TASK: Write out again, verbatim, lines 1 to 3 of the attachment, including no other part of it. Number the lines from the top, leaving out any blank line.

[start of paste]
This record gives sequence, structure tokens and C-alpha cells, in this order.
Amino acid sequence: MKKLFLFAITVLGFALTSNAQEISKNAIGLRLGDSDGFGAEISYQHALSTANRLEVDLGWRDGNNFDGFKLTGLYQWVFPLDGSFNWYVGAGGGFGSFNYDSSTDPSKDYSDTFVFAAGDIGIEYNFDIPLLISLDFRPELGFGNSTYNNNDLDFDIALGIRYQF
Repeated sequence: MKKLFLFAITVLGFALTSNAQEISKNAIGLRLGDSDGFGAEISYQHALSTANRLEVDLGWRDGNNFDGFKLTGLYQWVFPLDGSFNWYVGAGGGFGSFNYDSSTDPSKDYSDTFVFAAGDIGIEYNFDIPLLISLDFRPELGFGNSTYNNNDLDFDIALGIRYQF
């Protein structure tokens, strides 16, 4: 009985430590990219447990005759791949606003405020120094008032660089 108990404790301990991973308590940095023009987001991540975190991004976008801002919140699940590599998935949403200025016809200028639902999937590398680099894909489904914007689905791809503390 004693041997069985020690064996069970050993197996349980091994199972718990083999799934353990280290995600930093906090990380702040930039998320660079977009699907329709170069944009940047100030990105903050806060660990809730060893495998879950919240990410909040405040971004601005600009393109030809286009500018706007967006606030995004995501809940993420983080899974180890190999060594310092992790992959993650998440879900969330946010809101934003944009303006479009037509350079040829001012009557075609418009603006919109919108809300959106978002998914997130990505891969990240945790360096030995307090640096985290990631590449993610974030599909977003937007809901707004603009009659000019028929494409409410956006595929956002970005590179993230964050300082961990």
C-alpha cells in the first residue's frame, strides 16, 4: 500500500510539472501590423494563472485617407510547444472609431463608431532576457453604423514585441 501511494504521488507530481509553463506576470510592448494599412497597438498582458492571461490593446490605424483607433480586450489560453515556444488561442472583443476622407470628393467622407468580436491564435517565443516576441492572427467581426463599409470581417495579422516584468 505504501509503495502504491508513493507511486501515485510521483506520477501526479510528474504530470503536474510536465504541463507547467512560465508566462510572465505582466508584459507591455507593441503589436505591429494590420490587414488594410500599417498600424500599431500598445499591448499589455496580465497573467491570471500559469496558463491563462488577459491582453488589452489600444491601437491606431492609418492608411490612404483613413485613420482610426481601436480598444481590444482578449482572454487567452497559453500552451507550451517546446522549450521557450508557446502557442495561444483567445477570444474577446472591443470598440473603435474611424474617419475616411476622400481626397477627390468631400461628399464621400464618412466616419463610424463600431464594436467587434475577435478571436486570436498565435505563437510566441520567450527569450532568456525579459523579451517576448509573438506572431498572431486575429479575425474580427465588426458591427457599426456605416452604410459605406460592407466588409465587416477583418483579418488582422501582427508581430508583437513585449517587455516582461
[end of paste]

This record gives sequence, structure tokens and C-alpha cells, in this order.
Amino acid sequence: MKKLFLFAITVLGFALTSNAQEISKNAIGLRLGDSDGFGAEISYQHALSTANRLEVDLGWRDGNNFDGFKLTGLYQWVFPLDGSFNWYVGAGGGFGSFNYDSSTDPSKDYSDTFVFAAGDIGIEYNFDIPLLISLDFRPELGFGNSTYNNNDLDFDIALGIRYQF
Repeated sequence: MKKLFLFAITVLGFALTSNAQEISKNAIGLRLGDSDGFGAEISYQHALSTANRLEVDLGWRDGNNFDGFKLTGLYQWVFPLDGSFNWYVGAGGGFGSFNYDSSTDPSKDYSDTFVFAAGDIGIEYNFDIPLLISLDFRPELGFGNSTYNNNDLDFDIALGIRYQF